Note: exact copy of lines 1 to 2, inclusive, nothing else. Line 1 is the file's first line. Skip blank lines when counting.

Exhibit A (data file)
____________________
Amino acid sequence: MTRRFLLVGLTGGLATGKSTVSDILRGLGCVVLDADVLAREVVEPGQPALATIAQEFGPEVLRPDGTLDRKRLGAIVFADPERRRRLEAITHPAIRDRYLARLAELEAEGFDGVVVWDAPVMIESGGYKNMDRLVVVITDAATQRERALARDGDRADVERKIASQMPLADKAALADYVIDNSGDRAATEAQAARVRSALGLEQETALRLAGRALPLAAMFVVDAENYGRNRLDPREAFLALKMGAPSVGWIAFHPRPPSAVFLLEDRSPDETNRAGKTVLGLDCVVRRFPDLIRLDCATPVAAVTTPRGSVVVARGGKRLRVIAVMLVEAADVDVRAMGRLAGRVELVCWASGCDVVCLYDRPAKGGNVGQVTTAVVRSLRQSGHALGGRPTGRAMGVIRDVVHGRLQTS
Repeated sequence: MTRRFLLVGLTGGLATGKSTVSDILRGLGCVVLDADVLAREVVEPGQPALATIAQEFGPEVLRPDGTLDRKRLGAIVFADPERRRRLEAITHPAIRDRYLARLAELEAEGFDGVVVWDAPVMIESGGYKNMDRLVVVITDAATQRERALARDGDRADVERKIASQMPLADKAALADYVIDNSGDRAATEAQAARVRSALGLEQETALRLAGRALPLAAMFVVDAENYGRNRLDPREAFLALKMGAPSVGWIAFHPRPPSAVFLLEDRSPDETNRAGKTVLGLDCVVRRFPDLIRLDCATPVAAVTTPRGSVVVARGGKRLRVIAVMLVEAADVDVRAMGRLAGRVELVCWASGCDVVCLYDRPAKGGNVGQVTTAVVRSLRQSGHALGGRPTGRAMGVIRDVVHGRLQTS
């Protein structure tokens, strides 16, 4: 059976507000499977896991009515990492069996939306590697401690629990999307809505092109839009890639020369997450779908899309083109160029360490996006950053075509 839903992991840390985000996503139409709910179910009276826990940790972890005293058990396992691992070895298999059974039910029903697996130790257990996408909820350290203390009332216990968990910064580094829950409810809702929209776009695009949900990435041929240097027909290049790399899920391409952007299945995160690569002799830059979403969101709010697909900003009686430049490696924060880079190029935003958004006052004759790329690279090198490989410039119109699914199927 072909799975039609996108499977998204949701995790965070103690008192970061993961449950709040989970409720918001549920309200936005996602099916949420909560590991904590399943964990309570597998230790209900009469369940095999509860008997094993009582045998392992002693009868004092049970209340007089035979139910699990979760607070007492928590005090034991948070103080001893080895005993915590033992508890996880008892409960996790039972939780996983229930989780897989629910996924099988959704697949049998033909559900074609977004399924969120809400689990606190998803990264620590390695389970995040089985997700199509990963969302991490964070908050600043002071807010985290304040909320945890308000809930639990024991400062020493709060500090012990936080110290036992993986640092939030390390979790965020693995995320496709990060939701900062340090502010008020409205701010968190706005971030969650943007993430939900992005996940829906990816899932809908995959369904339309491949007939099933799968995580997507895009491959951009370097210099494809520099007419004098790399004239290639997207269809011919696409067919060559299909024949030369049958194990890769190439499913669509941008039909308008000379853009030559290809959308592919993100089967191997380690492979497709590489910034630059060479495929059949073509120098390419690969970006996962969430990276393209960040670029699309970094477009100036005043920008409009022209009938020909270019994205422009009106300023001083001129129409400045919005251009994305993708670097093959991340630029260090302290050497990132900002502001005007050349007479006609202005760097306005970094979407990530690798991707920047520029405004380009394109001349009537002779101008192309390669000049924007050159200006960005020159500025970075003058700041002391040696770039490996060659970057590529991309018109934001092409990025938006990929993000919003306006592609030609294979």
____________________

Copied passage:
Amino acid sequence: MTRRFLLVGLTGGLATGKSTVSDILRGLGCVVLDADVLAREVVEPGQPALATIAQEFGPEVLRPDGTLDRKRLGAIVFADPERRRRLEAITHPAIRDRYLARLAELEAEGFDGVVVWDAPVMIESGGYKNMDRLVVVITDAATQRERALARDGDRADVERKIASQMPLADKAALADYVIDNSGDRAATEAQAARVRSALGLEQETALRLAGRALPLAAMFVVDAENYGRNRLDPREAFLALKMGAPSVGWIAFHPRPPSAVFLLEDRSPDETNRAGKTVLGLDCVVRRFPDLIRLDCATPVAAVTTPRGSVVVARGGKRLRVIAVMLVEAADVDVRAMGRLAGRVELVCWASGCDVVCLYDRPAKGGNVGQVTTAVVRSLRQSGHALGGRPTGRAMGVIRDVVHGRLQTS
Repeated sequence: MTRRFLLVGLTGGLATGKSTVSDILRGLGCVVLDADVLAREVVEPGQPALATIAQEFGPEVLRPDGTLDRKRLGAIVFADPERRRRLEAITHPAIRDRYLARLAELEAEGFDGVVVWDAPVMIESGGYKNMDRLVVVITDAATQRERALARDGDRADVERKIASQMPLADKAALADYVIDNSGDRAATEAQAARVRSALGLEQETALRLAGRALPLAAMFVVDAENYGRNRLDPREAFLALKMGAPSVGWIAFHPRPPSAVFLLEDRSPDETNRAGKTVLGLDCVVRRFPDLIRLDCATPVAAVTTPRGSVVVARGGKRLRVIAVMLVEAADVDVRAMGRLAGRVELVCWASGCDVVCLYDRPAKGGNVGQVTTAVVRSLRQSGHALGGRPTGRAMGVIRDVVHGRLQTS